Watt, Why & How e-Newsletter

Saving Energy One Room at a Time

When it comes to reducing energy costs, homeowners tend to focus on the big picture, such as the heating and cooling system or lighting. In reality, each part of your home uses energy differently, and offers unique opportunities for energy savings. Use the following energy-saving tips as you go from room to room looking for ways to save energy. You may find that the sum of the parts is greater than the whole. 

 

kitchen
Kitchen 

 

  • For oven cooking, use the lowest temperature setting possible and preheat the oven to the exact temperature required.
  • When cooking on range tops, cover pots and pans; foods will cook more efficiently and the kitchen will stay cooler in the summer. 
  • Microwave ovens use 50% less energy than conventional ovens. Heat food in the microwave instead of on the range top or in the oven.
  • Do not run the dishwasher until you have a full load; use the air-dry feature whenever possible. 

Laundry Room

  • Wash full loads whenever possible. If you must wash a small load, use the appropriate water level setting.
  • Use the cold or warm water settings when possible. By switching from hot to warm, you can cut energy use in half. 
  • Consider air drying clothes. This will save energy and help to increase the life of your clothing. 

Bedroom

  • Operate ceiling fans at night to reduce the need for air conditioning and heating. In summer, direct the fan to push air down. In winter, reverse fan direction to pull air up, forcing warm air down.
  • Install insulating window treatments and close them at dusk during winter to keep warm air in at night. 
  • If you use a window air conditioner in your bedroom, make sure it fits tightly in the window to prevent cool air from escaping. In winter, remove the air conditioner from the window.

 

Family room
Family Room 

 

  • Family rooms are full of electronic devices—such as gaming consoles and DVD players—that continue to use energy in standby mode even when they are turned off. Cluster these devices on a power strip to conveniently cut off power at one time.
  • Initiate sleep mode features on home computers and switch to laptops if possible; they use substantially less energy than desktop computers.
  • If you have a fireplace, keep dampers closed when it is not in use to keep conditioned air from escaping through your chimney.  

Bathroom

  • Install low-flow shower heads and aerated faucets to conserve water and save energy on water heating.
  • Fix leaky faucets in bathroom sink, tub, or shower. Not only can you save 10 to 20 gallons of water per day, but you can keep energy dollars for water heating from going down the drain.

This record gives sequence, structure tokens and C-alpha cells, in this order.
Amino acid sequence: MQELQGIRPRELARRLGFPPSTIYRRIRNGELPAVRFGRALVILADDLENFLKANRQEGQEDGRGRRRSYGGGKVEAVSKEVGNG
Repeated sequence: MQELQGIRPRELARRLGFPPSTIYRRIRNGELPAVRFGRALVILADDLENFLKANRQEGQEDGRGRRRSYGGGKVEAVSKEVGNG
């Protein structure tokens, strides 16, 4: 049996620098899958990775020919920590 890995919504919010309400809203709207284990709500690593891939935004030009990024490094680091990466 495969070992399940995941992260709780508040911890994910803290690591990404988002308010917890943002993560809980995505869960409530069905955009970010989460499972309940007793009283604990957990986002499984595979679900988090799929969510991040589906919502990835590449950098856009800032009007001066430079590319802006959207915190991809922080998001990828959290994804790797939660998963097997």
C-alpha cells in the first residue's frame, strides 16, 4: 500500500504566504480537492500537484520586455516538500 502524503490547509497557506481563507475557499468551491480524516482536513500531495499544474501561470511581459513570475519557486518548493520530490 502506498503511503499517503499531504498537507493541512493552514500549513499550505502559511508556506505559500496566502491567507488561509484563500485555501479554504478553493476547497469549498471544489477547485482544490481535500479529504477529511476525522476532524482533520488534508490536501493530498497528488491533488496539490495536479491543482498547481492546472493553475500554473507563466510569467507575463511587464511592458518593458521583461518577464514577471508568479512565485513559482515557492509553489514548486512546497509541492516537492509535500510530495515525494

• Limit showers to 10 minutes or less; this is a highly effective, no-cost way to save energy and water. 

Basement

  • Use caulk to seal cracks in the rim joist where basement walls meet the ceiling.
  • Seal gaps where plumbing and wiring pass through basement walls or ceilings leading to the outside or into the floor above. 
  • If you have a crawl space, make sure that it is properly sealed and insulated. See Crawl Space Insulation from the U.S. Department of Energy for more information.  

Attic

  • Make sure that your attic access is tightly sealed and well insulated.
  • Seal all attic air leaks, especially chases, dropped ceilings, wiring and plumbing penetrations, light fixtures, and bathroom fans. 
  • Install rafter and soffit vents to maintain a steady airflow, removing heat from the attic and keeping your home cooler in the summer. In winter, proper ventilation and insulation helps keep the attic cold, reducing the potential for melting and refreezing that can cause harmful ice dams on the roof and gutters.

To save energy throughout your home, remember to turn things off when they are not in use. Weatherize doors and windows, and make sure your home is insulated according to recommended R-values from the U.S. Department of Energy. When replacing appliances or equipment, purchase models that are ENERGY STARrated for energy-efficient performance.

How Does Your Home Energy Use Measure Up?

The HomeSMART Energy Assessment through Appalachian Power can help you identify areas in your home that may be wasting valuable energy by providing a free in-home energy audit. Click to learn more. 

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